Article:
Why I’m voting Green in May

I have absolutely no intention of voting Labour or Conservative in May. I have no interest in the old boys’ club currently in charge. I have heard it said that there is no point in voting Green, that they will never get in and that my vote could have been used to vote Labour and oust the Conservatives.

I think not. I’ll come on to the reasons why I have nothing but contempt for the Conservatives in a second, but firstly I’d like to vent about Labour. Labour, I’m disappointed. Deeply, deeply disappointed, and betrayed – as a member of the 99% whose interests should be not just top of your list but the ENTIRE LIST, you have let me down. I learned about the Labour party at school, the original Labour party who actually stood for Labour. They brought in the NHS, National Insurance. They actually cared about the Welfare of the state. They brought in the Welfare State when Britain was recovering from the war. Now Labour seems to me to be little more than a slightly-less-Tory Tory Party. I have heard nothing substantial, nothing that makes me feel that yes, these people might actually improve things for me. I’ll be honest, Ed, I don’t want tough immigration laws or higher school standards – I am becoming increasingly nauseated at the emphasis on monitoring standards through test, and working from one set of SATs to another. I dread seeing my currently 7 year old son bow under the weight of tests before he has even left primary school. I want to know that you will do something about the massive inequality in the country.

Which brings me nicely onto the Conservatives. It really doesn’t matter how many times and in how many different ways Cameron says that other people will “take Britain backwards”, the fact is that we are rapidly returning to Victorian ages where the working class don’t get a living wage, we increasingly have to pay for healthcare (£8.05 for essential medication? Really?), the poor are an ‘undeserving poor’ who would be fine if they would just get up and do something, while the rich pay £15000 for a table at a ball. The elite who believe that the rules don’t apply to them (Rifkind, anyone?) sit back and watch, without having to lift a finger, as we tear each other apart looking for ‘benefit scroungers’ and illegal immigrants and possible paedophiles and anyone else who is frankly a far more nebulous threat than the Conservatives. The ‘desperately needed austerity’ is no longer even their problem – when was the last time you heard Cameron even attempt to suggest that we’re all ‘in this together’? To be fair, no-one could pull that off with a straight face.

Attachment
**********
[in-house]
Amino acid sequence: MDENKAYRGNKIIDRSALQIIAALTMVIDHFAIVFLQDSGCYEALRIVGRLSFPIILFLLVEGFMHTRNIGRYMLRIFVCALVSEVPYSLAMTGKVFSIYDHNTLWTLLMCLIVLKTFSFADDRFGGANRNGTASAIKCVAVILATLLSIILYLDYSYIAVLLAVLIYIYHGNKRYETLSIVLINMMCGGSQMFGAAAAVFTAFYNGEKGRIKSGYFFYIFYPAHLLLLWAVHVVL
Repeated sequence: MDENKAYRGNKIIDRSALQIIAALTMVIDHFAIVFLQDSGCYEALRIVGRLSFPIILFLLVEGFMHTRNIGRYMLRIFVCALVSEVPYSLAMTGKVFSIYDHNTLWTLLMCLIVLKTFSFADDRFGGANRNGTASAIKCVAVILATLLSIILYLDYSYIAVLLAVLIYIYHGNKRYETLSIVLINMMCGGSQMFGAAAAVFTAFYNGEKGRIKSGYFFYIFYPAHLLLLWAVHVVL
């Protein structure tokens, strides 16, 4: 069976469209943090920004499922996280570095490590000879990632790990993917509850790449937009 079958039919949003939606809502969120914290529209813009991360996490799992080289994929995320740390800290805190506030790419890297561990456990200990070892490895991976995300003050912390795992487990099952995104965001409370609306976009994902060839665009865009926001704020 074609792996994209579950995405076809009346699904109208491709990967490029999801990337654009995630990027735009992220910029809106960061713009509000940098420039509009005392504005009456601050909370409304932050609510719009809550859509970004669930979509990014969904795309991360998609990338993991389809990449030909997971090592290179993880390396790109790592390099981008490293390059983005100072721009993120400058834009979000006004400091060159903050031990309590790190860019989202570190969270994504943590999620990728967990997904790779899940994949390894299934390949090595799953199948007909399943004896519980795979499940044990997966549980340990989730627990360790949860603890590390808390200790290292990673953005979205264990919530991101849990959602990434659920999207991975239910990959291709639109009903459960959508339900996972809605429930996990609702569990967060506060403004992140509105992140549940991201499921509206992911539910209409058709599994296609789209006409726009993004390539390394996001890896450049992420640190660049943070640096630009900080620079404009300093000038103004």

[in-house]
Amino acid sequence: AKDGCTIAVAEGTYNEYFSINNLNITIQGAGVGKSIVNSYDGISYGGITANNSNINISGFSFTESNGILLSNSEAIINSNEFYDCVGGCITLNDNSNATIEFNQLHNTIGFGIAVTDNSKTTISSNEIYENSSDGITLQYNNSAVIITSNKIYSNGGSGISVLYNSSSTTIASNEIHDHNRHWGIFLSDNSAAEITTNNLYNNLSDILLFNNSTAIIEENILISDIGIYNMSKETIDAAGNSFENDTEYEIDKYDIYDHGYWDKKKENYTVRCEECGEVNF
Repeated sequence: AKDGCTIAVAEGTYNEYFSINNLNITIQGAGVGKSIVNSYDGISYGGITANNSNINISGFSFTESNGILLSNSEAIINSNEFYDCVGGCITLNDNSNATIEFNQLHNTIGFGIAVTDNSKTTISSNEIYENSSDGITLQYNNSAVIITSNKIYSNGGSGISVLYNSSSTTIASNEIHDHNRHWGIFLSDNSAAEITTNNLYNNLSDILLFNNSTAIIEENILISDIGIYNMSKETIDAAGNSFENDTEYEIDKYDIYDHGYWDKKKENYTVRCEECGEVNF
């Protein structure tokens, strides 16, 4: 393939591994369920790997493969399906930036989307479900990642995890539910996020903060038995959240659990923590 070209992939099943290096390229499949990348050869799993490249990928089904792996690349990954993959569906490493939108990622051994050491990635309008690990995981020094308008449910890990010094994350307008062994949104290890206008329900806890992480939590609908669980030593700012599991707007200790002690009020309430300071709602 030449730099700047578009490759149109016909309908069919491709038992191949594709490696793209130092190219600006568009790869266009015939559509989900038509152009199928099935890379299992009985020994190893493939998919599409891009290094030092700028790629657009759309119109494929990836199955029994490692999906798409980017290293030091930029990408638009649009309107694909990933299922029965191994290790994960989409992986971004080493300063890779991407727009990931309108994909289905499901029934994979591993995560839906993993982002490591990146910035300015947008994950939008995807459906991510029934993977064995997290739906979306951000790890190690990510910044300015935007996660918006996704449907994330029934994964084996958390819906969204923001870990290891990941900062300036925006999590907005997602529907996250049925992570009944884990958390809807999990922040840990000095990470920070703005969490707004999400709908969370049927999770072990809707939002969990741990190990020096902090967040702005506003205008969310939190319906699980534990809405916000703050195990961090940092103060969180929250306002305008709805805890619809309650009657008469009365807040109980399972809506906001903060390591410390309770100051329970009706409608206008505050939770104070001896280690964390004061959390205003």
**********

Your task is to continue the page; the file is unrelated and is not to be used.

Actually, I don’t think I’ll bother to talk about them for much longer. Not really worth my attention – who could expect anything but what we got from this party?  We voted for them – now we need to vote them out.

And on to the Greens.

The last twice I voted Green, although it was with a sense of frustration and futility. I just wanted to have an answer for people who said ‘we voted them in’, much as I just did i fact. Not me, mate. But they were never going to get in, were they? Now, I’m voting for them with a bit of hope and excitement. I’m thinking that perhaps we’ve finally been pushed too far. The Green Surge is a sign that people are less worried that their vote might be lost, more that they desperately have to vote for something different, something that actually might mean a redistribution of the cherries from those magpies at the top of the tree. I mean seriously, what is so outlandish about the idea that we might look after one another?

The way I see it, we were all born and thus required the services of midwives and doctors. We were children, and needed a decent education and caring, enthusiastic teachers who weren’t forced to care more about results than children. We were adults, who needed (by some means, according to need) the means to live. We will grow old, and unable to work, and require still the means to care for ourselves. We will die one day, and we will need the help of caring nurses more than ever. These are truths that are universal – why should these things come more easily to an elite few, and why should we not support each other? The Green Party are our best hope since the Welfare State of achieving this.

And I really don’t care if Natalie Bennett froze in an interview. I’d be more put-off if she had answers as easily and glibly as Cameron, Milliband or Clegg. I want her to recognise that these are problems that need to be addressed and that there is no easy answer and that inequality and suffering cannot be swept under the carpet at a press conference.

I will be voting Green.

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